For most foreigners, Amsterdam’s coffeeshops are mysterious, almost mythical places. Somewhere you can buy weed and smoke? If you’re coming from a more conservative and restrictive place, the concept is strange, alluring, and difficult to imagine. What is that experience like exactly? When you go to a coffee shop, what kind of characters do you find there? After spending significant time researching the Amsterdam scene, I’ve narrowed it down to six types that you can expect to run into. Note that coffee shop clientele changes depending upon neighborhood. The city center is overrun with tourists, while Warda 2 in East Amsterdam is less so. Wherever you go, hopefully none of these people kills your vibe.
They’re in their 50s or 60s (sometimes even older) and visiting Amsterdam to see the tulips bloom and go to the Van Gogh museum, but they can’t ignore the cannabis smoke that permeates the air. Catapulted back to their adolescence by the smell, the couple decides to give ganja another try. “I’m a little nervous,” the wife says as they light the joint. Before long they’re taking monstrous hits that leave them coughing and red-eyed. They inch closer to one another, giggling uncontrollably, feeling things they haven’t felt in awhile, and ask themselves why they ever stopped smoking in the first place.
You’ll typically spot these youthful travelers in a group, passing two joints around a circle, with empty space cake wrappers littering their table. Some are too high to talk, slumped into their seats, their eyes barely open. Those that aren’t comatose talk loudly over each other—nearly screaming—while competing to make their high thoughts heard. Euro-tripping after graduation or on a break from work, the pack of stoners has anxiously awaited the Amsterdam visit so they can all smoke their fears of the future away. They won’t leave the coffee shop for hours, because what else is there to do in Amsterdam other than smoke weed and go to the red-light district, right? There are certainly no tulips, art, or history to take in.
Unlike the tourists, they’re rarely in a large group. The young local usually sits alone or with a friend in the corner of the coffee shop rolling their own joints. They talk, smoke, say “Hoi!” to the few other locals they recognize, but never call attention to themselves. They don’t strike up conversation, but when asked for their lighter or an extra rolling paper, they never say no. It’s not uncommon to see a book in their lap or a notepad on the table. They come to the coffeeshop less for the weed than for a place to sit.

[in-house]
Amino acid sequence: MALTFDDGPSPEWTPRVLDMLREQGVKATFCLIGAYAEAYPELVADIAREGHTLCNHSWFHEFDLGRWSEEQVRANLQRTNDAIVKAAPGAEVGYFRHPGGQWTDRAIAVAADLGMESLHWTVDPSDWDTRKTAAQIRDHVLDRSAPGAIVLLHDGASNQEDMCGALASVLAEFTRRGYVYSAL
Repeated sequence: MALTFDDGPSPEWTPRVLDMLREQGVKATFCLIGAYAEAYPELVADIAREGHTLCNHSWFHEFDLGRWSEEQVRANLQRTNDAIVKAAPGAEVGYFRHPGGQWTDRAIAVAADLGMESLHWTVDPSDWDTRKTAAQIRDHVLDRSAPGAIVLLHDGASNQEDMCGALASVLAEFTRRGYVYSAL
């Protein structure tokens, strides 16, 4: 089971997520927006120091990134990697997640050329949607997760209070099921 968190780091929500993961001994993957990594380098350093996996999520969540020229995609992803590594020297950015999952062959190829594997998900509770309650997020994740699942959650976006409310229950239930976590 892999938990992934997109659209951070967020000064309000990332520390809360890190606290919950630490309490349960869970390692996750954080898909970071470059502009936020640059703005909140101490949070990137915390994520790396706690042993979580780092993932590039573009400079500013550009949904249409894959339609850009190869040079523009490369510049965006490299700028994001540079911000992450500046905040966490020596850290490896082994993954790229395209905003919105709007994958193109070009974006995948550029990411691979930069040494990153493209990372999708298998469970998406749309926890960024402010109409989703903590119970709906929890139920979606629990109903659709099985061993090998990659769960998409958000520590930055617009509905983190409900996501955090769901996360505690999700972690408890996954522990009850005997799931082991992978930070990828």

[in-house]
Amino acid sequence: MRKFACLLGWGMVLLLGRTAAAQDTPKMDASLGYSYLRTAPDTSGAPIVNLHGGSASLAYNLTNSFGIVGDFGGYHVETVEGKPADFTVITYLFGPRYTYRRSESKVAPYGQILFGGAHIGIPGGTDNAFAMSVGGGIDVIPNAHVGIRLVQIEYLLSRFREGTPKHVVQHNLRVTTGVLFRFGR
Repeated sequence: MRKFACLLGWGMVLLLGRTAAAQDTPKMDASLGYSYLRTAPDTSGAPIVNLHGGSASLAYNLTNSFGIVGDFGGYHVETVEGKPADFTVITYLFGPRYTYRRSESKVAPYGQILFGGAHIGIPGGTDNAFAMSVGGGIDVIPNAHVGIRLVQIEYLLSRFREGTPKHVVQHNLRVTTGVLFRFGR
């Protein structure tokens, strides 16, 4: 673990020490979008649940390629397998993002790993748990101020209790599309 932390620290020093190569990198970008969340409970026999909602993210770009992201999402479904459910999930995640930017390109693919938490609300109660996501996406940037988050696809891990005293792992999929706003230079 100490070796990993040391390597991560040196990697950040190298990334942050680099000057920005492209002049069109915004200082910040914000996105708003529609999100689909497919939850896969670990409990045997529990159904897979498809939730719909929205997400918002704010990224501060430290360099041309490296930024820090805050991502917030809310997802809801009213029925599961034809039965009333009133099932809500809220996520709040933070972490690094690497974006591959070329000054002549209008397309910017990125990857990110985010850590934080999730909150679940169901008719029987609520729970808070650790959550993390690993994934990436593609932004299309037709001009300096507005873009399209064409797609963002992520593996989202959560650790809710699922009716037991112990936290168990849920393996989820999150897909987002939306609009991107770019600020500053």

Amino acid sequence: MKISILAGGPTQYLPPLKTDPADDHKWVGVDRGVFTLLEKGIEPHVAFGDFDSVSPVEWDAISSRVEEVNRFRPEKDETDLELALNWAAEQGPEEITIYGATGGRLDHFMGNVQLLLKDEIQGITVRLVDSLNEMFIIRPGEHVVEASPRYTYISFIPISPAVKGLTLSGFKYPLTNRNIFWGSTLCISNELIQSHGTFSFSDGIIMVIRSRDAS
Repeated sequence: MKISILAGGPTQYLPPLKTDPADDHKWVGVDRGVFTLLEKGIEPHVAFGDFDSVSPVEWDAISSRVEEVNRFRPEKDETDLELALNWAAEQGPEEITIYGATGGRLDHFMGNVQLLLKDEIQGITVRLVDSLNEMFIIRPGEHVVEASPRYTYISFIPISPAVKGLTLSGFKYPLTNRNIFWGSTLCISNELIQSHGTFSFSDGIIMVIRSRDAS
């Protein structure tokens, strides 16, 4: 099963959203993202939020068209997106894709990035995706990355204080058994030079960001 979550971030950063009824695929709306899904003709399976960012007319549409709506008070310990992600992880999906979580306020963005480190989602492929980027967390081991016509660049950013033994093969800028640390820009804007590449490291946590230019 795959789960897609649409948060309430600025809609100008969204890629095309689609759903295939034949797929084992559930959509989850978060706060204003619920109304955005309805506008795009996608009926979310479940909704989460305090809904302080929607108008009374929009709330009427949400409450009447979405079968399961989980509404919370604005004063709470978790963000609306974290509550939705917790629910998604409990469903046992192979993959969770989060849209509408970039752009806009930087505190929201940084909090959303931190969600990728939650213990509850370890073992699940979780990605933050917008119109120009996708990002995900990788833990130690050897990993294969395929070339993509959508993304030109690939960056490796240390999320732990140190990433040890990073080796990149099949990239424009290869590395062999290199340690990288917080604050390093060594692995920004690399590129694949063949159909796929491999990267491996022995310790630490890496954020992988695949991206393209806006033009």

This foreigner will often reveal their true self early on, despite trying so hard to seem local and distance themselves from the tourist throng. They may ask a coffee shop employee for a recommendation, hoping to appear knowledgeable about the fine distinctions between strains, but then blow their cover by not knowing what an indica is. When handed their cannabis, they’ll casually say, “Dankuwel!”—the most formal version of “thank you” that the Dutch language has. Taking cues from the young locals, they’ll roll their own joints, drink black coffee, and sit in the corner of the shop with a book to read. It’s clear that their focus is not on their book, though, as their eyes dart around the room, looking for confirmation that they are successfully passing. While they can be ridiculous, at least they won’t ruin your experience by shouting about how high they are for the benefit of their comatose friend.
The older Dutchies come after work, between 7 and 10 p.m., and sit in groups of five or six, passing around joints—the Dutch happy hour. They talk and laugh when someone has said something funny, but never raise their voices. In between their chatter, their eyes are glued to the television watching Dutch music videos, the local news, or a football game in a cannabis daze.